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The culture of Entombed’s Clandestine

Recently a colleague started an Album Club, inviting people to suggest one album that they would like to get together to listen to and talk about. Nobody from work listens to – or at least is a committed fan of – metal so I thought I should introduce them to some excellent masterpiece from my favourite genre. I considered several albums that are sublime and which I think everyone should hear, such as Death‘s Symbolic (1995), Dismember‘s Massive killing capacity (1995), At The Gates‘s second (1993) or fourth album (1995), Blind Guardian‘s Imaginations from the other side (1995), Iron Maiden‘s Somewhere in time (1986), Paradise Lost‘s Draconian times (1995), Napalm Death‘s Enemy of the music business (2001), Carcass‘s Heartwork (1993), Sinister‘s Diabolical summoning (1993) and Slayer‘s Seasons in the abyss (1990). In the end, I decided to go with Entombed‘s Clandestine (1991), an album I love as much as all the previously mentioned, and maybe a bit more. This is a post about the rich culture of Clandestine, which I also aim to share with my colleagues in the context of this Album Club.

My copy of Entombed’s Clandestine, bought from Metal Era, Athens, sometime in late 1996

As with many death metal albums, Clandestine is an artifact situated at the intersection of horror literature, horror cinema and death metal music. Influences from at least those three fields have been drawn to create what Clandestine is. As such, maximising the pleasure derived from Clandestine requires, first of all, attunement to the compositional conventions of the death metal genre. I consider the latter necessary for navigating the soundscapes created by fast tempos, absence of traditional popular music compositional templates, fast tremolo picking, growled vocals, heavily distorted guitar sound, and so forth. Albums that I consider important stations towards Clandestine include Black Sabbath‘s Master of reality (1971, “Evilyn” – especially the last verse – bears the mark of the riff and groove of “Children of the grave“), Slayer‘s Reign in blood (1986, from which “Chaos breed” borrows the evil melodies and backwards gallop of “Raining blood“), Death‘s Scream bloody gore (1987, from which Clandestine took… well, death metal) and Leprosy (1988, from which Clandestine borrowed fast tremolo-picked riffs like the main one of “Born dead“), Carcass‘s Symphonies of sickness (1989), Autopsy‘s Severed survival (1989, for the fast tremolo-picked riffs on songs like “Disembowel“),  Atheist‘s Piece of time (1989) and Atrocity‘s Hallucinations (1990, from which Clandestine borrows the compositional complexity, and in the case of Atrocity the beginning of “Defeated intellect“, and the disturbing melody at the beginning of “Hallucinations“), as well as more generally bands like Discharge and GBH (from which Clandestine borrows the D-beat heard on “Sinners bleed and “Blessed be“). Experience with the aforementioned albums/bands would build a degree of familiarity with the style which would then render Clandestine more decipherable, both in terms of musicality but also in terms of how an album like this came about.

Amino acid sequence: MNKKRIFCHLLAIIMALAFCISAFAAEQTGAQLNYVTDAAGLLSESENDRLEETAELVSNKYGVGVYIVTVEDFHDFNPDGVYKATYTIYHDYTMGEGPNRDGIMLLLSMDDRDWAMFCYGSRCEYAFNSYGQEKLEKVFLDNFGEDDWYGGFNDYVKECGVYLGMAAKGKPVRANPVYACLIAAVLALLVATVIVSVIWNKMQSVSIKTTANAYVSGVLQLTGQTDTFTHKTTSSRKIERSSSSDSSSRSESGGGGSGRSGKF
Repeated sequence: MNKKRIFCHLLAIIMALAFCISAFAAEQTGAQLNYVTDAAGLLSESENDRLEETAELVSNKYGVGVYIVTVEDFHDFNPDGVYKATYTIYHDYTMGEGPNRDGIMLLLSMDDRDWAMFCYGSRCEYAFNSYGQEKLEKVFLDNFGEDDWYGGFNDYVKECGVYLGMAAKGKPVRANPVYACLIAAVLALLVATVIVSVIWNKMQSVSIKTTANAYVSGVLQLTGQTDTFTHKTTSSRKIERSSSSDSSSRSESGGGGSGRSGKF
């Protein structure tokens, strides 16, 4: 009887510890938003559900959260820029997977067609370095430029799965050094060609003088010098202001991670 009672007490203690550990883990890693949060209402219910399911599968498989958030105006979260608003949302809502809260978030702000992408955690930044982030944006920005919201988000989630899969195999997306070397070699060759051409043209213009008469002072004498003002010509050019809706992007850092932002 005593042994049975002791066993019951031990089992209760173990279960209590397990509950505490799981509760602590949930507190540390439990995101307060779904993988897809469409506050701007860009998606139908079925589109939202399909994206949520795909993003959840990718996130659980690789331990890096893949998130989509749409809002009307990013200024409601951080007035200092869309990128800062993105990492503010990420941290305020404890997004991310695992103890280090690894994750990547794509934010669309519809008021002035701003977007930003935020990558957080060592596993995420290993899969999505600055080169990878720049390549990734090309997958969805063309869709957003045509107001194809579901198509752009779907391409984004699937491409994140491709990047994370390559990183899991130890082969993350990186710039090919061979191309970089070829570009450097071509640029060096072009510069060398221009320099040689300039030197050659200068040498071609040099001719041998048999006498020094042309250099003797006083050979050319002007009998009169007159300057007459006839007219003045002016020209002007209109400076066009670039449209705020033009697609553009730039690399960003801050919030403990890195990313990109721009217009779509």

Albums I consider important stations towards Clandestine

Horror movie samples are integral to the album’s soundscape. The awesome quotes from The masque of the red death (1964) (i.e. “There is no other god! Satan killed him”, “Each man creates his own heaven, his own hell”, “Death has no master”), itself a film based on E. A. Poe‘s story of the same name, are recruited in the opening song “Living dead” to complement Alex Hellid’s anti-christian discourse. As a horror movie fan I discovered some of those references accidentally over the years, but, in some occasions it was the result of intentional pursuit. In the past I have described YouTube users as intertextual enablers, significant counterparts in the production of culture allowing fans to decipher the intertextual character of cultural artifacts. In the case of Clandestine YouTube users have revealed things about the music I was unaware of. For example, I found out through YouTube user Форчан Скатился that the insane laugh in “Sinners bleed“, arguably one of the most haunting moments of the album, comes from the classic horror movie The Mummy (1932). Upon watching the movie I also discovered that the sampled words “death…eternal punishment”, which precede the aforementioned laugh (at 3:05), were also taken from it. In these occasions, the band takes texts found in films, edits, remixes and adds them to their compositions to animate horrifying sensations.